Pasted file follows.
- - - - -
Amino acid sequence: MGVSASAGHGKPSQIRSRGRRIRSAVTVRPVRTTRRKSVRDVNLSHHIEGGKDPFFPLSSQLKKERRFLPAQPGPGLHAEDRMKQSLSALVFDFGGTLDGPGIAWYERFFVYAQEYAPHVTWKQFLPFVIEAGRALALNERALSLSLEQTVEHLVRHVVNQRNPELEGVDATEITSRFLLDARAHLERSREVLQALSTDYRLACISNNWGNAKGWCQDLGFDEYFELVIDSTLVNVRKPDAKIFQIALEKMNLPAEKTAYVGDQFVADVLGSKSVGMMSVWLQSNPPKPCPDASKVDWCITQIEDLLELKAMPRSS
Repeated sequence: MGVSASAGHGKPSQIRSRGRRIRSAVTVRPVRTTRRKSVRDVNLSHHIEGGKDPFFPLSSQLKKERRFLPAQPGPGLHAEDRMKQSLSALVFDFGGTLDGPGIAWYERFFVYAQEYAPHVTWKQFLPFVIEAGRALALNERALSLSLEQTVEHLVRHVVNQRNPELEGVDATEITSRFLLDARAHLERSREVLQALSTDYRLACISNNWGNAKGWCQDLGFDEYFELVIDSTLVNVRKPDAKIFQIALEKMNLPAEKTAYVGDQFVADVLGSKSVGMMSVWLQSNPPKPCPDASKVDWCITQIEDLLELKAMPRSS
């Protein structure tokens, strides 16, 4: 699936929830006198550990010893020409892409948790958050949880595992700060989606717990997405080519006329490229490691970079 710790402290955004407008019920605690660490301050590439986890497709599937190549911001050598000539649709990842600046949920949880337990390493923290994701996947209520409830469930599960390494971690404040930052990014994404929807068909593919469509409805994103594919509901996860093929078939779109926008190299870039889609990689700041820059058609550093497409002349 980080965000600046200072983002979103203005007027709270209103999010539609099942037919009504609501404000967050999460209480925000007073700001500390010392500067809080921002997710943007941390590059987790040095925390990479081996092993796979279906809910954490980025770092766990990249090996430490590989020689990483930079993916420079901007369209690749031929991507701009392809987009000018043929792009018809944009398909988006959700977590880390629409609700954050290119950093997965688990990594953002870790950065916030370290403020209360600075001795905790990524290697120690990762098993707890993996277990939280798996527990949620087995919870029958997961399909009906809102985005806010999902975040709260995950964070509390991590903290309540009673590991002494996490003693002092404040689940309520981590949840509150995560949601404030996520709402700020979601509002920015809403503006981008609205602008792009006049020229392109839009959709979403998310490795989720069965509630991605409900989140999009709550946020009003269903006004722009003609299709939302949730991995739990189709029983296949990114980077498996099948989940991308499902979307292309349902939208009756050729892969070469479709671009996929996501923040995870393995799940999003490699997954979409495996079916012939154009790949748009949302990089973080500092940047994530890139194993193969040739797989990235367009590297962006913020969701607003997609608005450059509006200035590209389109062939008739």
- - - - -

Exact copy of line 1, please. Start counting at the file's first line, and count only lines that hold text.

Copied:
Amino acid sequence: MGVSASAGHGKPSQIRSRGRRIRSAVTVRPVRTTRRKSVRDVNLSHHIEGGKDPFFPLSSQLKKERRFLPAQPGPGLHAEDRMKQSLSALVFDFGGTLDGPGIAWYERFFVYAQEYAPHVTWKQFLPFVIEAGRALALNERALSLSLEQTVEHLVRHVVNQRNPELEGVDATEITSRFLLDARAHLERSREVLQALSTDYRLACISNNWGNAKGWCQDLGFDEYFELVIDSTLVNVRKPDAKIFQIALEKMNLPAEKTAYVGDQFVADVLGSKSVGMMSVWLQSNPPKPCPDASKVDWCITQIEDLLELKAMPRSS